The Strib's bankruptcy will take anywhere from a year to a year and a half to work out. That's according to a bankruptcy lawyer interviewed by the Strib for today's paper:
Bankruptcy attorneys estimate that process could take 12 to 18 months, with the duration depending on whether the company is able to negotiate new pay scales or ask a judge to impose them.
"Within a year you'll probably have most of the critical issues worked out," said Mark Kalla, a bankruptcy attorney for Dorsey & Whitney. "Bankruptcy judges usually are pretty efficient in moving things along. And there's a price to be paid for staying in bankruptcy too long."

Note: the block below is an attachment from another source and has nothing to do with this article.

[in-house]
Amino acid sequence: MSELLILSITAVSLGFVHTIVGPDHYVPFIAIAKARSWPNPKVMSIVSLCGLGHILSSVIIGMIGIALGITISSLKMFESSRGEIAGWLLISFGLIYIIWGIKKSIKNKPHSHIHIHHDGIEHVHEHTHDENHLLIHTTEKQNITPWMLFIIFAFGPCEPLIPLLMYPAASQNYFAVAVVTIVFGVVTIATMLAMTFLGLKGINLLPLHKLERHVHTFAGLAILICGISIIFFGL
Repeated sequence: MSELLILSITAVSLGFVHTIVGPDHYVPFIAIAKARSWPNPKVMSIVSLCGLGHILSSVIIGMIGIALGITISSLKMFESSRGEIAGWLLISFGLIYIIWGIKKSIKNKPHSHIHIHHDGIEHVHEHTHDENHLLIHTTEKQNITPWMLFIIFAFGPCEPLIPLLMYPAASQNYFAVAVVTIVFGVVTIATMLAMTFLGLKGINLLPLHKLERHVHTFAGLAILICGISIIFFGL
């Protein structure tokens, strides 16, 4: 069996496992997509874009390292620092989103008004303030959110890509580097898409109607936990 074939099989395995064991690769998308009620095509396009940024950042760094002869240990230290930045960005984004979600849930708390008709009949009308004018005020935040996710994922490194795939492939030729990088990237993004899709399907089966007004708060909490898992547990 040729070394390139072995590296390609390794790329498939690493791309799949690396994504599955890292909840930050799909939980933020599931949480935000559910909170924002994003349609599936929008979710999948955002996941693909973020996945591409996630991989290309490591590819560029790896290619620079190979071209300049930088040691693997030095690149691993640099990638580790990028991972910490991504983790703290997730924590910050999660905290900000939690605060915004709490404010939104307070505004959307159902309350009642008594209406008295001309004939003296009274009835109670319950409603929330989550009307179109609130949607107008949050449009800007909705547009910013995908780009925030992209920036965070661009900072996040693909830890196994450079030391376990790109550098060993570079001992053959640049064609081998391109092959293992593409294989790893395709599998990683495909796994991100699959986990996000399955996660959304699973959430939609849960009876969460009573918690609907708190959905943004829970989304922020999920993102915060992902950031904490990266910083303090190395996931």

The bankruptcy filings revealed, for instance, that the Star Tribune paid its New York legal counsel, Davis Polk & Wardwell, a $350,000 retainer, and it's paying Blackstone Advisory Services $150,000 a month for restructuring advice.
$150,000/month x 12 months = A lot of newsroom salaries.